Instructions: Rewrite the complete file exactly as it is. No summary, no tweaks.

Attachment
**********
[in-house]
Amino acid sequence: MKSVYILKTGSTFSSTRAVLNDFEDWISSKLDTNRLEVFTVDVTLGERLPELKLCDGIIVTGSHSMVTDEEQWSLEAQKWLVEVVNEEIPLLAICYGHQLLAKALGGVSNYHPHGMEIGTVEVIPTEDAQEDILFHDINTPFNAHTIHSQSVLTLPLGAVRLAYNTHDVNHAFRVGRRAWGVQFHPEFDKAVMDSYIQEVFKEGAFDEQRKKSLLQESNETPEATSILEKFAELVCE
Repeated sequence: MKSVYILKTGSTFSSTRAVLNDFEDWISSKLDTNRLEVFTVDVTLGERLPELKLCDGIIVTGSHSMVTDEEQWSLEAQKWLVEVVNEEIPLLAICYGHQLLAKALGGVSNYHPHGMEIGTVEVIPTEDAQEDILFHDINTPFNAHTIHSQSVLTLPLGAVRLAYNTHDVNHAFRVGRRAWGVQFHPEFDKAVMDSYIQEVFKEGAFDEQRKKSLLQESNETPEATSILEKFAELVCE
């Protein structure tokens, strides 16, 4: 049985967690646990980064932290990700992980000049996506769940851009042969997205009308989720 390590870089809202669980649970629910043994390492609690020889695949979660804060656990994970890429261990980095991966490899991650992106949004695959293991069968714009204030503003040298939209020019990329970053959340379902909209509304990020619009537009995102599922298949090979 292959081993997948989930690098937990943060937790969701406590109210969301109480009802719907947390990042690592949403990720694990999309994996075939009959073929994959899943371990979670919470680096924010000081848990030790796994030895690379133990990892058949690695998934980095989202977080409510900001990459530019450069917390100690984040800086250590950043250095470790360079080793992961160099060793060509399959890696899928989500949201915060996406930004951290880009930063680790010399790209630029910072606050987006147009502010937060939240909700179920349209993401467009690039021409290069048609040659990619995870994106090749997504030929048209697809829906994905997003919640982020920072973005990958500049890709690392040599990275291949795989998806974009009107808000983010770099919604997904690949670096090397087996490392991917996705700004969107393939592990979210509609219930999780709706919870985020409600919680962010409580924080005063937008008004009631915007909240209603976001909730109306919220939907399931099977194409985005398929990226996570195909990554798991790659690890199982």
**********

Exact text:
[in-house]
Amino acid sequence: MKSVYILKTGSTFSSTRAVLNDFEDWISSKLDTNRLEVFTVDVTLGERLPELKLCDGIIVTGSHSMVTDEEQWSLEAQKWLVEVVNEEIPLLAICYGHQLLAKALGGVSNYHPHGMEIGTVEVIPTEDAQEDILFHDINTPFNAHTIHSQSVLTLPLGAVRLAYNTHDVNHAFRVGRRAWGVQFHPEFDKAVMDSYIQEVFKEGAFDEQRKKSLLQESNETPEATSILEKFAELVCE
Repeated sequence: MKSVYILKTGSTFSSTRAVLNDFEDWISSKLDTNRLEVFTVDVTLGERLPELKLCDGIIVTGSHSMVTDEEQWSLEAQKWLVEVVNEEIPLLAICYGHQLLAKALGGVSNYHPHGMEIGTVEVIPTEDAQEDILFHDINTPFNAHTIHSQSVLTLPLGAVRLAYNTHDVNHAFRVGRRAWGVQFHPEFDKAVMDSYIQEVFKEGAFDEQRKKSLLQESNETPEATSILEKFAELVCE
């Protein structure tokens, strides 16, 4: 049985967690646990980064932290990700992980000049996506769940851009042969997205009308989720 390590870089809202669980649970629910043994390492609690020889695949979660804060656990994970890429261990980095991966490899991650992106949004695959293991069968714009204030503003040298939209020019990329970053959340379902909209509304990020619009537009995102599922298949090979 292959081993997948989930690098937990943060937790969701406590109210969301109480009802719907947390990042690592949403990720694990999309994996075939009959073929994959899943371990979670919470680096924010000081848990030790796994030895690379133990990892058949690695998934980095989202977080409510900001990459530019450069917390100690984040800086250590950043250095470790360079080793992961160099060793060509399959890696899928989500949201915060996406930004951290880009930063680790010399790209630029910072606050987006147009502010937060939240909700179920349209993401467009690039021409290069048609040659990619995870994106090749997504030929048209697809829906994905997003919640982020920072973005990958500049890709690392040599990275291949795989998806974009009107808000983010770099919604997904690949670096090397087996490392991917996705700004969107393939592990979210509609219930999780709706919870985020409600919680962010409580924080005063937008008004009631915007909240209603976001909730109306919220939907399931099977194409985005398929990226996570195909990554798991790659690890199982």